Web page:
In the world of logistics and procurement, it's not uncommon for companies to run a few days, weeks or sometimes even months behind on their payments to suppliers. It may not be what anyone wants, but it's a reality. Unfortunately, even as the effects of the pandemic draw down, and many businesses return to normal operations, late payments to suppliers remains a persistent problem.

Many companies experienced all types of difficulties throughout the pandemic and even now, as the effects of the outbreak are winding down in most parts of the country, the financial stressors continue, according to The Wall Street Journal. Indeed, recent data from the Hackett Group provided to the newspaper showed that the average large business in the U.S. was taking 58 days to pay suppliers through the end of the first fiscal quarter of the year, up from 55 days at the same time last year.

That was still down from full-year 2020 data, which showed average payments came in 62 days — but of course, much of the year was spent living under COVID restrictions and economic tightness, the report said. However, the persisting problem is of interest because the average company examined carried a cash balance that was up 14% on an annual basis.

Many suppliers are dealing with late payments.Many suppliers are dealing with late payments.

Small businesses affected
With cash reserves rising for many big companies — which are powering out of the recent downturn in a major way — growing so much, some smaller companies believe the decision to drag feet on paying for orders is by choice, rather than a necessity of a trying time, according to a recent Melio/YouGov survey. Indeed, 55% of small business owners say they believe these are "deliberate" and half believe they should be able to charge interest on those orders.

A big reason why so many small businesses are irked? A quarter say they have orders that are between 20 and 30 days late on payment, and 47% say orders specifically from larger businesses have gotten worse in the past year, the report said. For 30%, this issue has become so problematic that they may not be able to keep their business open. They've also prompted 40% to delay plans for hiring, 39% to delay inventory purchases, and 36% have been forced to cut their employees' hours.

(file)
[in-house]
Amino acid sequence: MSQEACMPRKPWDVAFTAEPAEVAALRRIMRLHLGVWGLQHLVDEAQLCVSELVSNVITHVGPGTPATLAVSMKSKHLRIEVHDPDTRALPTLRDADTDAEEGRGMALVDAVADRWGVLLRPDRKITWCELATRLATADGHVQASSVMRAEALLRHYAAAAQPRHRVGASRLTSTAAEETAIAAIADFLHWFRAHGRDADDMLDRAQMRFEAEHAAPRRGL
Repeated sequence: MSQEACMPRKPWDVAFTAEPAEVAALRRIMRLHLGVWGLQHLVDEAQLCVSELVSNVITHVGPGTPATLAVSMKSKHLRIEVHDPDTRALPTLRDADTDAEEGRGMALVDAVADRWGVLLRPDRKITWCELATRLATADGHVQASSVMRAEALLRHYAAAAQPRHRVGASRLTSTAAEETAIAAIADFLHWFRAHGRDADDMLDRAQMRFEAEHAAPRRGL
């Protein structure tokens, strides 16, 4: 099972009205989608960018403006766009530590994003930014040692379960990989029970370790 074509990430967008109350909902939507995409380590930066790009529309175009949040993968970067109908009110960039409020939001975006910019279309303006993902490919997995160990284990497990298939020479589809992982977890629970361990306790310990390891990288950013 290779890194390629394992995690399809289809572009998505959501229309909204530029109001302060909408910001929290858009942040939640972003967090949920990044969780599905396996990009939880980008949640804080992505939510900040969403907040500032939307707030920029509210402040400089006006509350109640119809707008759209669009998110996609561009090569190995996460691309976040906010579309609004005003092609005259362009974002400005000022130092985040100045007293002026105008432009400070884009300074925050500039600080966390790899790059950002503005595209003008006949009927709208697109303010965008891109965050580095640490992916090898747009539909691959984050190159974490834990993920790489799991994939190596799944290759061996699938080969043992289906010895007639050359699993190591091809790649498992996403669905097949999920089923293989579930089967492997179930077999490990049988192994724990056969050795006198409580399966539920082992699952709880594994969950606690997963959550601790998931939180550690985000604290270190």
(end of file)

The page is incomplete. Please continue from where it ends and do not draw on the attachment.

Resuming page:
How to handle the uncertainty
Of course, companies shouldn't be forced to make these kinds of decisions, and anything they can do to boost their flexibility until things return to normal will be of significant benefit, according to the law firm Faegre Drinker. That may include accepting discounted or partial payments, especially if business partners are effective in communicating their challenges. That way, businesses gain the capital to continue operating without putting a pain onto longstanding business relationships.

The more you can do to plan for these potential issues, the better off you will be when you actually have to deal with these obstacles. Whether they're a one-time problem post-pandemic or a whole new way of working with others in the supply chain, you could be setting yourself up for a smoother road in the future.

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